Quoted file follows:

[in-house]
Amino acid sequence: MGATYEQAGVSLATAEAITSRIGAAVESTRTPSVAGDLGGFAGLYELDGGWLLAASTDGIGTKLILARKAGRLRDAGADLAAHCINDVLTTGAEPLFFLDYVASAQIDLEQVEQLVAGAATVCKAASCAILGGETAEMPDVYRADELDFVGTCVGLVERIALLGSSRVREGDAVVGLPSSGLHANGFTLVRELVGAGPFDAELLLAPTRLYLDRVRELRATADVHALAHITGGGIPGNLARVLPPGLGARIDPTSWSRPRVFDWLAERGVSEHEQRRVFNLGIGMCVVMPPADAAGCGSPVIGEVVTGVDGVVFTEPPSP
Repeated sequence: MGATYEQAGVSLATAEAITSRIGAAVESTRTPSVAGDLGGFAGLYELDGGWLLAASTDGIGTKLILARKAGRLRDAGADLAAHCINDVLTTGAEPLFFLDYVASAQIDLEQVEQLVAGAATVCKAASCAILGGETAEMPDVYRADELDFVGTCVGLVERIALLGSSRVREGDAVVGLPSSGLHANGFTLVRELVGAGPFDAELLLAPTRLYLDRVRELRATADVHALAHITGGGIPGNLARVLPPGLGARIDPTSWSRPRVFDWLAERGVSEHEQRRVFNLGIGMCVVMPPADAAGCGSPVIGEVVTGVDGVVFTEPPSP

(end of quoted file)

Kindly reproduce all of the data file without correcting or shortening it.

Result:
[in-house]
Amino acid sequence: MGATYEQAGVSLATAEAITSRIGAAVESTRTPSVAGDLGGFAGLYELDGGWLLAASTDGIGTKLILARKAGRLRDAGADLAAHCINDVLTTGAEPLFFLDYVASAQIDLEQVEQLVAGAATVCKAASCAILGGETAEMPDVYRADELDFVGTCVGLVERIALLGSSRVREGDAVVGLPSSGLHANGFTLVRELVGAGPFDAELLLAPTRLYLDRVRELRATADVHALAHITGGGIPGNLARVLPPGLGARIDPTSWSRPRVFDWLAERGVSEHEQRRVFNLGIGMCVVMPPADAAGCGSPVIGEVVTGVDGVVFTEPPSP
Repeated sequence: MGATYEQAGVSLATAEAITSRIGAAVESTRTPSVAGDLGGFAGLYELDGGWLLAASTDGIGTKLILARKAGRLRDAGADLAAHCINDVLTTGAEPLFFLDYVASAQIDLEQVEQLVAGAATVCKAASCAILGGETAEMPDVYRADELDFVGTCVGLVERIALLGSSRVREGDAVVGLPSSGLHANGFTLVRELVGAGPFDAELLLAPTRLYLDRVRELRATADVHALAHITGGGIPGNLARVLPPGLGARIDPTSWSRPRVFDWLAERGVSEHEQRRVFNLGIGMCVVMPPADAAGCGSPVIGEVVTGVDGVVFTEPPSP